There used to be a saying around Cochise County that if you wanted to vote in the primary election, you’d better be a Democrat. That inertia is probably why I’m still a registered Democrat. Today, if you register Independent, you can choose your primary ballot, which I think is totally wrong.
But back to the point of this article. Way back when, Cochise County was strongly Democrat, and Bisbee certainly was, though that didn’t mean the D letter after a candidate’s name would guarantee him an election. Voters looked at the man, and many Republicans were elected to office.
In May, 1904, Arizona was gearing up for sending representatives to the presidential conventions. Citizens of territories could not vote in federal elections, but they could participate in the conventions, and the Bisbee Daily Review, a Democrat newspaper (in that day, it actually mattered; in fact, Bisbee’s first newspaper, in 1888, was named the Democrat), was whipping up the politically interested.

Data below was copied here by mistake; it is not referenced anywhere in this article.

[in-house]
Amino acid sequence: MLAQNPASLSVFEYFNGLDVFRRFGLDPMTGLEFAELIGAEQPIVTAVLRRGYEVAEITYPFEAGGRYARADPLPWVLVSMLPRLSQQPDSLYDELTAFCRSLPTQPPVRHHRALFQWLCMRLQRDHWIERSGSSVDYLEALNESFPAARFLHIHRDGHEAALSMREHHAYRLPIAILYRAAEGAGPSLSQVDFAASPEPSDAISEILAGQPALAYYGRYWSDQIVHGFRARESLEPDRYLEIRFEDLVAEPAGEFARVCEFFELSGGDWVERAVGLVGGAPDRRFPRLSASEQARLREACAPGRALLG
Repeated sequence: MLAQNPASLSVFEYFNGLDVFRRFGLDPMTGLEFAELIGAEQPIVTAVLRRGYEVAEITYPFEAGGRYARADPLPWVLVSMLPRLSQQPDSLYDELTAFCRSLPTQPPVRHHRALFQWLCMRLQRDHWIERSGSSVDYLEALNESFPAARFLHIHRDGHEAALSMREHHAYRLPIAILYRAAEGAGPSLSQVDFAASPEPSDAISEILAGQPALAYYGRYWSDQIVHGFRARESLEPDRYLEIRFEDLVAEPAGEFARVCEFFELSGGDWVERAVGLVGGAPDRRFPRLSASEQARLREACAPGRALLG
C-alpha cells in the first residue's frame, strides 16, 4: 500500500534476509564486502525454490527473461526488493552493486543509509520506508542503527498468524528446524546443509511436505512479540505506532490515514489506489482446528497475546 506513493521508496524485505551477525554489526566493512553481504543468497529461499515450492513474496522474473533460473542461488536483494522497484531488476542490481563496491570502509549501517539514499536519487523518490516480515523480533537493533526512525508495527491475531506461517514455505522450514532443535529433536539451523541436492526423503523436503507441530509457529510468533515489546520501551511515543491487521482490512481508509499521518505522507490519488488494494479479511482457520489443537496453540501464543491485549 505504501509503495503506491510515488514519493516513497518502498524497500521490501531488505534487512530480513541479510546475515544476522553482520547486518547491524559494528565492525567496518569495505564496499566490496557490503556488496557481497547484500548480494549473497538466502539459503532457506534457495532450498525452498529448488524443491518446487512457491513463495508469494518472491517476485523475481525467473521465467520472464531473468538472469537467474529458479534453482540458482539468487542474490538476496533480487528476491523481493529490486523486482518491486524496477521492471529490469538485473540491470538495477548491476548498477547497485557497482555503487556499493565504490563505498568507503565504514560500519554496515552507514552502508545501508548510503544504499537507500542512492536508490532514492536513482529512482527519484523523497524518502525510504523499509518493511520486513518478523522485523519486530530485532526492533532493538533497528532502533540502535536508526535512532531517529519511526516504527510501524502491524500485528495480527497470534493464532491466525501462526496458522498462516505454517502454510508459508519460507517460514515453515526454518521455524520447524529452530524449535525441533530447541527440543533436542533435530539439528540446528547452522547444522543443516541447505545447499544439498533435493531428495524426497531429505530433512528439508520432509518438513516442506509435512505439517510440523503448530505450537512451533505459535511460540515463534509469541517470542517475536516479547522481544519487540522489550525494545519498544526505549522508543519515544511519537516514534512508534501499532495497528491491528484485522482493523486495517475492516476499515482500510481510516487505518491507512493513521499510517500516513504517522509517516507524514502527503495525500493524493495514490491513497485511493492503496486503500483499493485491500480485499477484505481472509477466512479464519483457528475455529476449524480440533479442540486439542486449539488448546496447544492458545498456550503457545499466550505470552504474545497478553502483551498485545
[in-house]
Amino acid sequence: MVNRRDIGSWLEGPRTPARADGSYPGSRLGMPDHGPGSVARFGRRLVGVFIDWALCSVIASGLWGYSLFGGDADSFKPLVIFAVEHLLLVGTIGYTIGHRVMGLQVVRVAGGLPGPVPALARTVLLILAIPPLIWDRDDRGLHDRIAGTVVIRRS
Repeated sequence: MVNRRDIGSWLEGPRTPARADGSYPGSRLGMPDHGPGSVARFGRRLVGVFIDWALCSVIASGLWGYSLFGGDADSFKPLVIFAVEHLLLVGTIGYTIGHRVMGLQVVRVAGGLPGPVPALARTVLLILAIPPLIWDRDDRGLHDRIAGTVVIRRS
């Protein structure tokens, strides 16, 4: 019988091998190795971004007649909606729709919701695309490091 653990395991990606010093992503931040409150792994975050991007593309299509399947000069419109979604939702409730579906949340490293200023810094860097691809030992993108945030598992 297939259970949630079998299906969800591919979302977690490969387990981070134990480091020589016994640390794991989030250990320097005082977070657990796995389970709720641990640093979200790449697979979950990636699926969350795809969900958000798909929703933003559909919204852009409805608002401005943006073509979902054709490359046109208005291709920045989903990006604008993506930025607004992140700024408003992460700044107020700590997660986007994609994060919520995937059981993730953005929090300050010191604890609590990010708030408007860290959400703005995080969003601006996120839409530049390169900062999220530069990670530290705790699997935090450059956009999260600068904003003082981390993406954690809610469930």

The Cochise County Central Committee had met in Bisbee on April 23 and had called for a county convention to be held in Tombstone on May 14 to elect 30 delegates to represent the county at the territorial convention in Tucson May 23.
Apportionment of delegates
The Bisbee meeting apportioned delegates to Tombstone based on the population of Democrats in each community. A total of 105 delegates would attend, with 40 of them coming from Bisbee, which was both the largest population center and the largest party stronghold. Douglas, which was an up-and-coming smelter and railroad town at the time (both major Bisbee mining companies had built their facilities by that time), was second, with 15 delegates.
Tombstone, the county seat, added 10 and Bisbee’s borderlands suburbs, Naco and Osborne, also had a total of 10. As can be seen, the greater Bisbee area had almost half of the votes.
The Review included a series of editorials in its May 1 edition to discuss the upcoming meeting, including a warning to stay focused on “the common enemy,” the Republicans, who were very likely to be manifested in the ever-popular visage of Teddy Roosevelt. Continue reading